First, Kuhner does not dispute and therefore admits Fein’s assertion that the war on terror is a perpetual war. Later, Kuhner cites putting the Japanese in interment camps during WWII was a necessary and temporary evil. He argues that during times of war we must be willing to sacrifice some of our liberties so that we can be more free down the road once the fighting is over.
Fein could have jumped on this point by asking Kuhner the following question:
If we are in a perpetual war aren’t the civil liberties sacrifices we are making also permanent?
Equating the war on terror with WWII is like saying Coca-cola and orange soda taste the same. I bet Kuhner and his interventionist peers would be unhappy if they ordered a Coke and were brought orange soda instead.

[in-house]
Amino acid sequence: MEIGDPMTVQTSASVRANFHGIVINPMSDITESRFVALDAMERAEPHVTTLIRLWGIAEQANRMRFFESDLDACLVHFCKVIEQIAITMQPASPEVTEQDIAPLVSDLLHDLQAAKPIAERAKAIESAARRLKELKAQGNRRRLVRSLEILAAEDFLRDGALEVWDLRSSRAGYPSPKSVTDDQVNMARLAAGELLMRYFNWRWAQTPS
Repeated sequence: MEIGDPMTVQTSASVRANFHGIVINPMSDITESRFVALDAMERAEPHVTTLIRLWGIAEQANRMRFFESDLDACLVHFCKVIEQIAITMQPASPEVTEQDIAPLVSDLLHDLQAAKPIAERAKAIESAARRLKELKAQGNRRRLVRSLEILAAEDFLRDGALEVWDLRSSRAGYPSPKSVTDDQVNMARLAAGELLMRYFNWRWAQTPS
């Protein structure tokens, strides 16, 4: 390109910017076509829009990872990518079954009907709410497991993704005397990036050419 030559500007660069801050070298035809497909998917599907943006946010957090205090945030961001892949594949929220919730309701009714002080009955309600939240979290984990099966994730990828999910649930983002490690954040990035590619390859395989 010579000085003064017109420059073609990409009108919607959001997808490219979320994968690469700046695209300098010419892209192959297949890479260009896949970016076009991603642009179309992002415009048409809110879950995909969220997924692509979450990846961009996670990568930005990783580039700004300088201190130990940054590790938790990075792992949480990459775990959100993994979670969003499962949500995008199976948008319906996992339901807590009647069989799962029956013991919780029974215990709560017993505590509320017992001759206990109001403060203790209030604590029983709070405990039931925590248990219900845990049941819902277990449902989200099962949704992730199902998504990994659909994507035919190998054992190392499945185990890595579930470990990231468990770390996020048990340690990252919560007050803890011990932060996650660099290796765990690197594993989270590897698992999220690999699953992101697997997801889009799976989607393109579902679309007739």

RNC Chairman, Michael Steele, made some comments that riled his fellow neo-conservatives regarding the war in Afghanistan. It riled them so much that many of them are playing the part of the Red Queen in Tim Burton’s, “Alice in Wonderland”. They are yelling, “Off with his head!”
William Kristol and Redstate.com’s, Erick Erickson are among those calling for Steele’s resignation. Here is what Steele said that drew their ire:
“Keep in mind again, for our federal candidates, this was a war of Obama’s choosing,” Steele said. “This is not something the United States had actively prosecuted or wanted to engage in.”
“It was the president who was trying to be cute by half by flipping a script demonizing Iraq, while saying the battle really should be in Afghanistan,” Steele said, referring to Obama’s insistence during the presidential campaign that the U.S. should be focused on Afghanistan instead of Iraq.